- Around 36 months, children reach a significant stage in social and emotional development, demonstrating increased interest in interacting with peers, improved frustration tolerance, and the appearance of specific playmates.
- Encouraging positive social behaviors enhances a child’s emotional intelligence and relationship-building skills during this crucial stage.
According to the American Academy of Pediatrics’ book Caring for your baby and young child: birth to age 5 (2009), arriving at 36 months marks an important moment in your child’s social and emotional development.
Around this age, you’ll notice that your child has already achieved many social milestones when compared to their social skills of last year. You will see how your kid will be very interested in interacting with other kids, instead of staying with you, or play independently side-to-side with other children. You might sense that your child has gotten better at tolerating frustration, ending temper tantrums, or sharing with others.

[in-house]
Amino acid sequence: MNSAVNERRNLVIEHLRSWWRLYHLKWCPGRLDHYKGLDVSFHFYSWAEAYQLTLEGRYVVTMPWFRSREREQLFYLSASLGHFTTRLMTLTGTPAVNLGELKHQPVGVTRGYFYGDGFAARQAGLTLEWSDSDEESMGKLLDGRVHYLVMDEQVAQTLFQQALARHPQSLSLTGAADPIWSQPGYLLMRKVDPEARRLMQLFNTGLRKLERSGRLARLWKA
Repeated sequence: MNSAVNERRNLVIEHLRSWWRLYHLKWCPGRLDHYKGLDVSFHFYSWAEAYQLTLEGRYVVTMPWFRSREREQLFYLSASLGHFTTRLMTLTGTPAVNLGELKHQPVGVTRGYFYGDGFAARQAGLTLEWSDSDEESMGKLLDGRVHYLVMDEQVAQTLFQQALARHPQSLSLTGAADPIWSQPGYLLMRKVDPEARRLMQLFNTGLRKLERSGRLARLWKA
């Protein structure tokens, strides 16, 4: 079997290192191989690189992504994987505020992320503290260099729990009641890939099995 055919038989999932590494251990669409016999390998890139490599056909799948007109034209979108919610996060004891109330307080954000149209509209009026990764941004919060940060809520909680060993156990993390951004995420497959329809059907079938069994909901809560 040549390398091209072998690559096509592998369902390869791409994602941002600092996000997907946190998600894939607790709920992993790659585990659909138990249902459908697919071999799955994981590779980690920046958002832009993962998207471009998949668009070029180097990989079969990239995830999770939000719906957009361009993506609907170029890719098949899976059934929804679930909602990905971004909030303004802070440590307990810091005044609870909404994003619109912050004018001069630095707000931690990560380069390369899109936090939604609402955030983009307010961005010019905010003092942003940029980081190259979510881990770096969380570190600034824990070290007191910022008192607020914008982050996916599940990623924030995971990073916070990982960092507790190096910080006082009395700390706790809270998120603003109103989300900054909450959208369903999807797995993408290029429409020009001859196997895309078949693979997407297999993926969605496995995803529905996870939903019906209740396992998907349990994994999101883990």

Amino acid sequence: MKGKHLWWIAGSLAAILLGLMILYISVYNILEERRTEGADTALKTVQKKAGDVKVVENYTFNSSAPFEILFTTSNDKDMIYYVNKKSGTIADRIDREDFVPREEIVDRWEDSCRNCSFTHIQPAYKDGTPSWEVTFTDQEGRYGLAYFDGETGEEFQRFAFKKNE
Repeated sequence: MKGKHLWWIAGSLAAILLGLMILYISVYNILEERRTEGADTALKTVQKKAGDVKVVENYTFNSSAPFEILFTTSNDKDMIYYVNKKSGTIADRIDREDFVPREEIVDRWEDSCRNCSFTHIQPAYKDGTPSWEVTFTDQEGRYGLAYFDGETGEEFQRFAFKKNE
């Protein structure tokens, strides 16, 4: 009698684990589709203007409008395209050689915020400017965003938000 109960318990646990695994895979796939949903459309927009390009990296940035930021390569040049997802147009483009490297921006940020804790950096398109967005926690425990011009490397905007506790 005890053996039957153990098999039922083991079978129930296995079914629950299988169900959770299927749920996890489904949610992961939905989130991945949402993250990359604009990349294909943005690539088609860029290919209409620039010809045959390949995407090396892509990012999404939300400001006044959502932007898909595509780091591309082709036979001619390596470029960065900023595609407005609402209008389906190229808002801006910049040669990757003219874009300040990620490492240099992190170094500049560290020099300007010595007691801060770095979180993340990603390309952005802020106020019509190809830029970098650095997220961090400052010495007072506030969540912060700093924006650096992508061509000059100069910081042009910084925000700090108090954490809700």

As their sense of self and identity grows, you’ll discover that your little one starts having specific playmates that they drift towards as the first friendships start to arise.
This means great news for you! After the so-called “terrible twos”, you’ll probably have calmer playing sessions on your horizon! Although sometimes kids are able to solve conflicts with playmates on their own, keep encouraging them to engage in positive social behaviors, as this will prove enriching to your child’s emotional intelligence and relationship-building skills.